Togo is a small, narrow country located in the west of Africa, with a population of around 8 million people. After gaining independence from France in 1960, Togo went through a period of authoritarian rule by a military dictator, whose son is now the country’s president.
A tropical, sub-Saharan nation, Togo’s economy still depends on agriculture, with a climate that provides fertile land. It has one of the largest phosphate deposits in the world, as well as reserves of limestone, marble and salt.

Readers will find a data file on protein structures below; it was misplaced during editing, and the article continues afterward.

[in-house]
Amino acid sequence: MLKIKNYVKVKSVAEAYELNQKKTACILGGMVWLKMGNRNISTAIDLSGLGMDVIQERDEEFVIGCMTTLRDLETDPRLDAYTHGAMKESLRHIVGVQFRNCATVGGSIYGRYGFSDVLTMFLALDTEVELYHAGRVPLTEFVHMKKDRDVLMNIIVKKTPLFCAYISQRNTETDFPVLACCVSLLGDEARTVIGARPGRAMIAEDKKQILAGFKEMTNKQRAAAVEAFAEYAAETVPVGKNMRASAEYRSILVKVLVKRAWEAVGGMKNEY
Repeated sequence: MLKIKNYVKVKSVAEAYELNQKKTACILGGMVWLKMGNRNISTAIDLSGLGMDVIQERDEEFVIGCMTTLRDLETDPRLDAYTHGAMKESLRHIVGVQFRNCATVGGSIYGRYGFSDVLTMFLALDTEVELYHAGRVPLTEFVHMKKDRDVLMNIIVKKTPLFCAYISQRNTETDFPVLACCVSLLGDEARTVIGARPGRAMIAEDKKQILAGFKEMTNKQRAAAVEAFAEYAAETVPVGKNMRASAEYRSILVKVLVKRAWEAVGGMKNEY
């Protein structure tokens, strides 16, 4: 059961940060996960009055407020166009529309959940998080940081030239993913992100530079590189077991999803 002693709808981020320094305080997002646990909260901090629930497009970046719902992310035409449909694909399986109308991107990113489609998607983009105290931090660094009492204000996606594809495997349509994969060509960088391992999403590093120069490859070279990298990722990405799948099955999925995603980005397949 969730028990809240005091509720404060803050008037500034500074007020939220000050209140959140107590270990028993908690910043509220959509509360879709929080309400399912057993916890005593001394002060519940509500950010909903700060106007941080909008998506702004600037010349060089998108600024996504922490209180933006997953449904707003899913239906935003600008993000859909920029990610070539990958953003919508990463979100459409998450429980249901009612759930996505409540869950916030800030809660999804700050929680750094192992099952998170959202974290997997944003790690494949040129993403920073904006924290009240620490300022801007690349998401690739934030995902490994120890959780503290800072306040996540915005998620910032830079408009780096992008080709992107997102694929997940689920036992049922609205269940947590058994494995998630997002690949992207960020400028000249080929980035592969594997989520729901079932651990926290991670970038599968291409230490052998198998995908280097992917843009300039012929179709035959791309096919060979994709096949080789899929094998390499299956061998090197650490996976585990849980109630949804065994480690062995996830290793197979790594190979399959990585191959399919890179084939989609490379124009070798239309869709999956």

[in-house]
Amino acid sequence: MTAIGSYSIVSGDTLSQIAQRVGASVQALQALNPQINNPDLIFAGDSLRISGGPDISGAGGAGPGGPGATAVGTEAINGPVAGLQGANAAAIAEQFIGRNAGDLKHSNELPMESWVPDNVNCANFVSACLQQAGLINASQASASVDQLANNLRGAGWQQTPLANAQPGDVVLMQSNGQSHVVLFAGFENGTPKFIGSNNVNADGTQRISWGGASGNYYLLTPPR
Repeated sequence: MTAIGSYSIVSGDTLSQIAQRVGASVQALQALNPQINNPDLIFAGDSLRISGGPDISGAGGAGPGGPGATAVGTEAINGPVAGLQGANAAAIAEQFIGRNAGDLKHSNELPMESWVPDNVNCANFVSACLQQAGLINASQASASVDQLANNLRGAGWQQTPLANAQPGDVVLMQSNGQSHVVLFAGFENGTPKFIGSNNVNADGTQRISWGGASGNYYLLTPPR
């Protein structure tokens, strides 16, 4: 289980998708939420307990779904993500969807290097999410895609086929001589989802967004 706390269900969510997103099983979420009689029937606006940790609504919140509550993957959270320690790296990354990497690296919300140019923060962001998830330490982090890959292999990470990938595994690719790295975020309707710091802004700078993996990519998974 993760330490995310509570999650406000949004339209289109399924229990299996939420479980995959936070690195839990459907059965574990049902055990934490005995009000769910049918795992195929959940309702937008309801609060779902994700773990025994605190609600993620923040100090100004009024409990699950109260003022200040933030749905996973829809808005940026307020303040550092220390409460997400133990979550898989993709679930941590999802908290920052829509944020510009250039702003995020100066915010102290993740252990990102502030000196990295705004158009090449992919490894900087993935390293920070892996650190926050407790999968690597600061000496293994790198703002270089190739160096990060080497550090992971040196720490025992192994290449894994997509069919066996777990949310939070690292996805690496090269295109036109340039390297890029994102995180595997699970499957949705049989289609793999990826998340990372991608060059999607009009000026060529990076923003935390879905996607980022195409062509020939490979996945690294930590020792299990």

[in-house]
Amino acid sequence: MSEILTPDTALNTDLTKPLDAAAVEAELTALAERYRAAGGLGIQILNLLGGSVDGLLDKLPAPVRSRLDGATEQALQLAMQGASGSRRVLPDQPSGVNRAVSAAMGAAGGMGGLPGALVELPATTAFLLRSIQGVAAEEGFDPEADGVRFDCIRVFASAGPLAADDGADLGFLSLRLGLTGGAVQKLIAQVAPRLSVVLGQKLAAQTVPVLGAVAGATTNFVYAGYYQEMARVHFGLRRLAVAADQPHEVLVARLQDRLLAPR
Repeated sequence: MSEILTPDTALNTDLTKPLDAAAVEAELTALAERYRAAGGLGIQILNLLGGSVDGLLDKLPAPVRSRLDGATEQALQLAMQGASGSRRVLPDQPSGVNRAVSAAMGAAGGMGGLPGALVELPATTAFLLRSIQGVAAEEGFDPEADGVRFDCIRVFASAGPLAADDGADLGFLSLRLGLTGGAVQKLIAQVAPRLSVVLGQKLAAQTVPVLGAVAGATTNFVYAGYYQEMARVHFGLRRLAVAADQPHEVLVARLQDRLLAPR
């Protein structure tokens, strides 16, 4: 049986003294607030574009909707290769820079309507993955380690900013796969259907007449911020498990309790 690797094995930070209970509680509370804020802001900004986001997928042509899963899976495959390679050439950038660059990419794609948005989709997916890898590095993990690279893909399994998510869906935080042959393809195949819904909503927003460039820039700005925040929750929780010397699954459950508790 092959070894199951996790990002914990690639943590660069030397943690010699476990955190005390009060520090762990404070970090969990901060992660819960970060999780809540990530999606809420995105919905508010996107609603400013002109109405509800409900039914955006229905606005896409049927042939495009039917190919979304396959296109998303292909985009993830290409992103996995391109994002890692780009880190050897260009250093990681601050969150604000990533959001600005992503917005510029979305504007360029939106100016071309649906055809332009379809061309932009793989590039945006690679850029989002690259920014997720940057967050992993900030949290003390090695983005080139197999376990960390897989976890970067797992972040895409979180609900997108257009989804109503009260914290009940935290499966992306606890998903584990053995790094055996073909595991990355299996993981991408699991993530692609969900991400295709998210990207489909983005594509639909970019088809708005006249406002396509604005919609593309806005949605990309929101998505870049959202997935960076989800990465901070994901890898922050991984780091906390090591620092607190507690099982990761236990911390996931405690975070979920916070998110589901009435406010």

While the official language is French, many other languages, particularly from the Gbe family, are spoken. The largest religious group consists of people with indigenous beliefs, followed by significant Christian and Muslim minorities. Togo is a member of the United Nations and the African Union.